Project monitors change in wild populations


A devil is checked as part of the annual monitoring project

he 2018 Annual Monitoring Project has begun with Save the Tasmanian Devil Program (STDP) staff conducting the first of eight field trips at Narawntapu National Park.



Developed in 2014, the project was established to investigate the status of wild Tasmanian devil populations and any changes over time which then inform decisions on conservation strategies.

Through this project long-term devil population data - including abundance, age and sex structure, and disease prevalence - is collected from across the State with funding and support from Toledo Zoo.
STDP staff also collect genetic and tumour samples which are used by the program and Dr Elizabeth Murchison from University of Cambridge, a collaborator with the monitoring project looking at DFTD tumour evolution.

Clare Lawrence, coordinator of the Annual Monitoring Project, said the results of the monitoring trip at Narawntapu were consistent with previous surveys at the site over the past four years.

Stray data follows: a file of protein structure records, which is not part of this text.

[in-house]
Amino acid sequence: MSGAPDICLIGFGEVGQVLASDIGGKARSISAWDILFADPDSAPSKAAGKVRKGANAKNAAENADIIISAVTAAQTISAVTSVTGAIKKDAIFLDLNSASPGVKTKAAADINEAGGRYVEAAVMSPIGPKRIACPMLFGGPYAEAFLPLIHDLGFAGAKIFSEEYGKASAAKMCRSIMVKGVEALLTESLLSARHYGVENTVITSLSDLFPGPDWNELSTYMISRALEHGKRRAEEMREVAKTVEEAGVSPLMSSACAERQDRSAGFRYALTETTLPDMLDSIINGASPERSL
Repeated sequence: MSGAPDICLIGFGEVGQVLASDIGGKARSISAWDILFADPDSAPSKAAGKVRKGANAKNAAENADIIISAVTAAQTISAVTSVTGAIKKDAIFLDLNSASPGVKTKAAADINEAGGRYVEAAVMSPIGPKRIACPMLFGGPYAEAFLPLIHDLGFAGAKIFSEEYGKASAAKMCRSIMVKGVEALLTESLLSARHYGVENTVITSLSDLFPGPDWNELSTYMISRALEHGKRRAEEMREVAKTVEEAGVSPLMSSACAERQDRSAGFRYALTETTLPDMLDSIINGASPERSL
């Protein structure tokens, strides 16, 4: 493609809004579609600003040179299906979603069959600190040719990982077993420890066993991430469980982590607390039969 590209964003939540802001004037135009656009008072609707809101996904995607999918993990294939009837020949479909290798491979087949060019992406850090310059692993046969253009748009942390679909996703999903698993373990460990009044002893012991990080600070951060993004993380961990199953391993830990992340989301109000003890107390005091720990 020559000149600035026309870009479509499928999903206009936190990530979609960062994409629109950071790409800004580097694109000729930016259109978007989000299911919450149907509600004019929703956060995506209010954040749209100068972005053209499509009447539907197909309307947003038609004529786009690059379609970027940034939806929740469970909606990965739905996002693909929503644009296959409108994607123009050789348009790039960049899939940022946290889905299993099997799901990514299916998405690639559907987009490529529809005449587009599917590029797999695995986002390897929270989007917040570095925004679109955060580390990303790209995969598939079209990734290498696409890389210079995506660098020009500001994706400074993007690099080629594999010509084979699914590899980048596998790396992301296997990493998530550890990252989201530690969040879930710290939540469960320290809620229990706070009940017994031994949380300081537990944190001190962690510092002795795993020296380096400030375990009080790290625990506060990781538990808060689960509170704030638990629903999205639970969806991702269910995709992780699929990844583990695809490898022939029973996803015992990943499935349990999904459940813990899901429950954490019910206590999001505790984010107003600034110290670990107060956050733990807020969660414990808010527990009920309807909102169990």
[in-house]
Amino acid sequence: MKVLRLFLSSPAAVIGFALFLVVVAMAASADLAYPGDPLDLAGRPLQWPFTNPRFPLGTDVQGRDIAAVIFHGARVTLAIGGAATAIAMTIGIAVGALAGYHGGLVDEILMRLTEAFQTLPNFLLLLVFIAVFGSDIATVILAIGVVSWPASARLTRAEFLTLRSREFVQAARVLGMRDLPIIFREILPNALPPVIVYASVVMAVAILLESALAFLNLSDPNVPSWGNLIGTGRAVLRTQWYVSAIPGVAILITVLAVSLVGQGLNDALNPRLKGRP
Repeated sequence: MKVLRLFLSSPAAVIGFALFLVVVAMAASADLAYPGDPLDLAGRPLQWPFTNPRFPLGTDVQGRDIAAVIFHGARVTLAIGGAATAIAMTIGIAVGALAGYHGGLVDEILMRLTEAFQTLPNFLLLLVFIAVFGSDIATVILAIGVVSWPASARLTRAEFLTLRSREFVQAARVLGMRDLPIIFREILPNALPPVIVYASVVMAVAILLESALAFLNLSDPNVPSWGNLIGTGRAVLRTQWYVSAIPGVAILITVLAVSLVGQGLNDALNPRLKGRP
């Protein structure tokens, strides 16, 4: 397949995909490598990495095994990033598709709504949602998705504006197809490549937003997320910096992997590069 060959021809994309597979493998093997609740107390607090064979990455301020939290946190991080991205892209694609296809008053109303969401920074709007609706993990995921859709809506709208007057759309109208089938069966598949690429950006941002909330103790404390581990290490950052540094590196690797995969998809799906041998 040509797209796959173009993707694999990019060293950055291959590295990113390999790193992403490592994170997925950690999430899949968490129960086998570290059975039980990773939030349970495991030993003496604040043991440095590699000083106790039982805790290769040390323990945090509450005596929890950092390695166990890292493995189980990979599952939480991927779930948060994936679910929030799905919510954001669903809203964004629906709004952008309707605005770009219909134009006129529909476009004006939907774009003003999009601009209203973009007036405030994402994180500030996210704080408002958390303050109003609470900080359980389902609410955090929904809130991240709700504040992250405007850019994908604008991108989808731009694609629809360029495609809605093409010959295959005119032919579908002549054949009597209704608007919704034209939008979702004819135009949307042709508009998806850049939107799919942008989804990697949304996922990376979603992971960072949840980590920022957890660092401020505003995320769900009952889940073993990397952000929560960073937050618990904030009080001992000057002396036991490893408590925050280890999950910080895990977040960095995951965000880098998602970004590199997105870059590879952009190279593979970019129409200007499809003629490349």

“In total 23 Tasmanian devils were trapped over seven nights, of which 13 had not been caught previously,” Clare said. “There was a prevalence of one and two-year-old devils which is not unexpected and typical in diseased populations where many devils die within their first three years.

“Having said that we had three notable captures with five-year-old Darcy and Flow and seven-year old Boots making a welcomed appearance during the trip”.

The first field trips of the monitoring season concentrate on Narawntapu National Park

More information about the Annual Monitoring Project including the methods used by the STDP to gather data can be found at
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